PART of the confusion in yesterday’s employment numbers is explained at the end of this NYTimes story.
Still, economists agreed that September’s household survey, which showed a gain of 711,000 jobs, was far too optimistic. About half of the increase came from the survey’s overestimation of the number of teenagers who would quit their jobs at the end of summer. When fewer teenagers than usual left the labor force in September — perhaps because the economy made summer jobs hard to find — the Labor Department’s seasonal adjustment counted a large increase in jobs.
OK, it’s complicated. They measured about 350,000 fewer teenagers leaving jobs at the end of summer than usually leave jobs at the end of summer, so they chalked it up as teenagers taking 350,000 NEW jobs that opened up.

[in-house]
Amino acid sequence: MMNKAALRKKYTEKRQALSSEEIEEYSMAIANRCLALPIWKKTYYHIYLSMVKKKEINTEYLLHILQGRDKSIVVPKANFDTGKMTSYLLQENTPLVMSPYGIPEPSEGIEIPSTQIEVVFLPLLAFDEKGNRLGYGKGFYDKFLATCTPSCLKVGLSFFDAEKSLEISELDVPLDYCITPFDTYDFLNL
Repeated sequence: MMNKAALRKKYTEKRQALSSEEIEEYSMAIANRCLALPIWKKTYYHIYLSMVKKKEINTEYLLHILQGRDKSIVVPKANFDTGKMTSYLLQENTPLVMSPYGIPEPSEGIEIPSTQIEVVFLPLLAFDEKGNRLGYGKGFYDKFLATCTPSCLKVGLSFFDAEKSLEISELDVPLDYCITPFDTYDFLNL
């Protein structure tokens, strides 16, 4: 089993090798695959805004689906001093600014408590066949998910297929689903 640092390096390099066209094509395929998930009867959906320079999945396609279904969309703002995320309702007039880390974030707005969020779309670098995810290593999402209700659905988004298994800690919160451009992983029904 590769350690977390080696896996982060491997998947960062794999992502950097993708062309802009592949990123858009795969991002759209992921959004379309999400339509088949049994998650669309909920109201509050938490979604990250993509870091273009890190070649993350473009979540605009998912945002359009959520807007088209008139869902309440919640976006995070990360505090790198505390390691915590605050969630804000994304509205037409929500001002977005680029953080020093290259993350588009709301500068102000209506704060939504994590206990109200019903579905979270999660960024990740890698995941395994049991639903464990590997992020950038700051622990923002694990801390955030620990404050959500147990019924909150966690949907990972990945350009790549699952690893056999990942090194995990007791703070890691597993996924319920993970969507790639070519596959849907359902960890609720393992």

What REALLY happened was that at the BEGINNING of summer 350,000 fewer teenagers than usual were able to find jobs, so they couldn’t be leaving them at the end of summer. I mean, DUH! What were these people thinking? They said the numbers looked this way because 350,000 teenagers took jobs at the end of summer.
What do teenagers do at the end of summer? They go back to school. But the economists didn’t think of that. Not a good day for the reputation of economists. Perhaps they are more than a little out of touch with “regular people.”